"If this is approved, it is substantially damaging," said Harry T. Jones, a member of the opposition. "Qualitative and quantitative."

The second hearing of the week began with Chris Collins on the stand, accepted as an expert witness in land use and planning. He testified that the proposed lodge does not fit the special use permit criteria as it relates to maintaining the character of Montreat. 

"We look at the concept of character and we've defined character," Collins said. "The built environment, including architecturally significant structures and significant historical structures as called out by the Montreat zoning ordinance."

The application includes details on how the lodge will incorporate various designs related to other Montreat architecture.

Previously, during the MRA's presentation of evidence, the applicant called Scott Shuford to the stand to testify as an expert in planning. Collins' testimony agreed with Shuford that each lodge on the property, from the new hotel to the three other lodges on the site, would each function individually as principle buildings. 

According to Collins, the town allows for only one principle use. Conversely, town Zoning Administrator Scott Adams testified that the other buildings would be accessory rather than principle. 

Nevertheless, Collins said, for the sake of argument, even if the other buildings were considered accessory, there would still be one too many buildings under the ordinance. 

Don Read, the final expert witness for the opposition, took the stand after Collins. Read was accepted as an expert witness in real estate appraisal.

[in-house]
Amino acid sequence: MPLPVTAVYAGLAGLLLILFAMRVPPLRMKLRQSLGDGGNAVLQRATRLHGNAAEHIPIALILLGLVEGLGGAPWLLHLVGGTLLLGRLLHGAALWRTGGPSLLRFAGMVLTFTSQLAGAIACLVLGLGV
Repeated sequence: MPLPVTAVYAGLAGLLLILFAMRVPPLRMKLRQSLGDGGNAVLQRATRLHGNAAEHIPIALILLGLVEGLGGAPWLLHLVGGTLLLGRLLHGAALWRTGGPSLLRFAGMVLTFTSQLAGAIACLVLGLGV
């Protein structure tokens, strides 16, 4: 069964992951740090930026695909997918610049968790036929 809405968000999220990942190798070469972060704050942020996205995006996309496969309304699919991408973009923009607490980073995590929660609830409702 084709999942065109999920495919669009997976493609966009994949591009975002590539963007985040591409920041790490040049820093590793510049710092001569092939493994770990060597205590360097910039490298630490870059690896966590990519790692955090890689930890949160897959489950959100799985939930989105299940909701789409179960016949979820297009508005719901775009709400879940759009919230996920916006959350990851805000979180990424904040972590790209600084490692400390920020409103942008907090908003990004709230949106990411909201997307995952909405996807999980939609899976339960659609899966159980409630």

Read's testimony included his appraisal of the Jones house at $733,000, estimating a 15% reduced value due to the construction of the lodge at $109,950 in damages. He appraised the Hayner house at $405,000, estimating an 18% loss for $72,900 in damages. 

"That is substantial," Read said of the losses to value. "It's much more impactful on their property than on the Jones property."

After much debate and nearly three hours on the stand, Read retired and Kate Hayner took the stand. She is a part-owner of the Hayner's house and associate professor at Samuel Merritt University in California. 

Kate Hayner discussed her background, her experience and her family's love and appreciation for the 119-year-old house. She repeatedly referenced previous testimonies, and Morphis and Oast reminded the board she did not possess the qualifications to offer an expert opinion.

Kate Hayner testified that the new lodge would significantly reduce her use and enjoyment of her home as well as Flat Creek, referring to testimony of Kays on possible pollution to the creek. She also noted the MRA did not complete a noise assessment to determine the impact of HVAC units planned to be installed behind the Hayner's house. 

"Experts have discussed that our property value will be substantially diminished and that will completely change how we use the property," Hayner said. 

The updated plans for the lodge include added greenspace and fewer rooms than the original plan following a period of community input.